'Thinking cap' makes a virtually impossible problem — possible.
In their prior research, Allan Snyder and his colleagues have found that zapping the brain leads to increased insight. Enter a recent study. Richard Chi and Allan Snyder wondered: would their electric 'thinking cap' make performance on a virtually unsolvable problem-- the nine-dot problem-- solvable?
They gave 28 healthy right-handed participants (aged 19-63) the nine-dot problem to solve. Before brain stimulation, 0 out of 22 participants solved the problem. Then they used transcranial direct current stimulation (tDCS), which is a safe, non-invasive technique that can increase or decrease cortical excitability and spontaneous neuronal firing in targeted regions. Specifically, they simultaneously decreased excitability of the left anterior temporal lobe (ATL) while they increased the excitability of the right anterior temporal lobe (ATL).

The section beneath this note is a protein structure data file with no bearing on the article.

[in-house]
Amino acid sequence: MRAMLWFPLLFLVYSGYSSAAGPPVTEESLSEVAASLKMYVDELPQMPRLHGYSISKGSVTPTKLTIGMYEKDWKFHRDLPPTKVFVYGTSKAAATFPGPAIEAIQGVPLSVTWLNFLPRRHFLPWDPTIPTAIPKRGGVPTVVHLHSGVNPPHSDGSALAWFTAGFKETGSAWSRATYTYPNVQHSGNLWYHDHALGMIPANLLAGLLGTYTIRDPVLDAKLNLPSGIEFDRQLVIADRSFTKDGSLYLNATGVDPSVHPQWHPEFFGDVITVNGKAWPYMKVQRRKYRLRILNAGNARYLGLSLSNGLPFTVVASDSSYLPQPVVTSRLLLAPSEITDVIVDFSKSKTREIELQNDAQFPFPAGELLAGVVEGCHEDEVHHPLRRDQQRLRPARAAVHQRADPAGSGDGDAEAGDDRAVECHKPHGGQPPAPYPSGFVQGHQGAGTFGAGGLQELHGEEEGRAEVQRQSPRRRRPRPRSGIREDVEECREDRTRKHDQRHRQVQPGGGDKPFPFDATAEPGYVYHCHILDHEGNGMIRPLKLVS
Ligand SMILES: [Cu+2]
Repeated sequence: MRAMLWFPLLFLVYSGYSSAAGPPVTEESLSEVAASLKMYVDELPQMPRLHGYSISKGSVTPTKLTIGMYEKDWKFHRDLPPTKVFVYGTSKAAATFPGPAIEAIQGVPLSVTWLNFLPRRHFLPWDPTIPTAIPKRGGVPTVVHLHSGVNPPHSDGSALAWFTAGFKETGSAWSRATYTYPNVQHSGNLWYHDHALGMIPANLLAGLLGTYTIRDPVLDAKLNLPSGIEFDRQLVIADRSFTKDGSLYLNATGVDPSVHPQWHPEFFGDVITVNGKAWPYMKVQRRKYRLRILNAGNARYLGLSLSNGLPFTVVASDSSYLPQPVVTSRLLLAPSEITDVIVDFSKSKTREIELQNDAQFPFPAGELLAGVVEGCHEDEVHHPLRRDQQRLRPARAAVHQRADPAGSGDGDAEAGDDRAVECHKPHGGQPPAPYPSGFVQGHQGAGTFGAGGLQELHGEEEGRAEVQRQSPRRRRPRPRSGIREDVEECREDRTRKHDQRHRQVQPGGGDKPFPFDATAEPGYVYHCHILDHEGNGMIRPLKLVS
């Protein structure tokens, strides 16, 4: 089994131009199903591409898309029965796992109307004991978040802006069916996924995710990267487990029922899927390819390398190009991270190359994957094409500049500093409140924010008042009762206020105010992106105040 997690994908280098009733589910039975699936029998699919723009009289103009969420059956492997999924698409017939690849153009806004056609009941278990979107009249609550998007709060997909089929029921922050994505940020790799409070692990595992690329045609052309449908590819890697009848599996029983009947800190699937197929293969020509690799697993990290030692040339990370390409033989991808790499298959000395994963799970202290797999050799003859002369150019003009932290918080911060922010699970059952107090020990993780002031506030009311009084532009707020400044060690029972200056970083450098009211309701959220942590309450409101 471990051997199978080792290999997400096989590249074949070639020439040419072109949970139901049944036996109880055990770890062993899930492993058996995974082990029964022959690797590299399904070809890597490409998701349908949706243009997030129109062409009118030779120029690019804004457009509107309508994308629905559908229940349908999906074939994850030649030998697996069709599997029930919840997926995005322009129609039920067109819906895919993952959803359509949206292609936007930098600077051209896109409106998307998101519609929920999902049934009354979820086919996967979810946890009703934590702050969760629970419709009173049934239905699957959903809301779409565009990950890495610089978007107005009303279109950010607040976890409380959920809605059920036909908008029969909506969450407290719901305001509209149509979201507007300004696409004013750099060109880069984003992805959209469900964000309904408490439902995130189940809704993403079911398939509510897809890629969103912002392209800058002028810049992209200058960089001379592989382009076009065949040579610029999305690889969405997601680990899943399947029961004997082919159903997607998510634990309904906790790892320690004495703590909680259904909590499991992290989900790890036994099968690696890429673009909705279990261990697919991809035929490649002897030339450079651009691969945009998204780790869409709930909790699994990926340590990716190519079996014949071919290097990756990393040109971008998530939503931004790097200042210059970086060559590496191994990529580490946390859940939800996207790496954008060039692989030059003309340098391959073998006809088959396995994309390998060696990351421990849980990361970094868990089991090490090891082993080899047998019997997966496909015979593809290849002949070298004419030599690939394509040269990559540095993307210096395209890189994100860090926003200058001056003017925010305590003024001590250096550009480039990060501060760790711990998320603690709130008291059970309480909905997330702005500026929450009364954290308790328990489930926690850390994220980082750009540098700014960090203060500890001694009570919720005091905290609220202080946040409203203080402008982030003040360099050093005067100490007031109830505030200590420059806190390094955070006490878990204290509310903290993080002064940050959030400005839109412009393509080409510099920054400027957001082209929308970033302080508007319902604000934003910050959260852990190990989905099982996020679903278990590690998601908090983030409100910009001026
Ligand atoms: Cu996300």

After 10 minutes of right lateralizing tDCS, more than 40 percent of the participants got the problem correct. For contrast, they placed sponge electrodes in the same positions of 11 other participants but they turned off the electrical current after 30 seconds. Therefore, these 'control' participants received the exact same experience as those in the active condition but didn't actually have their brain zapped. None (0/11) of the folks in this placebo condition solved the problem at any point during the experiment.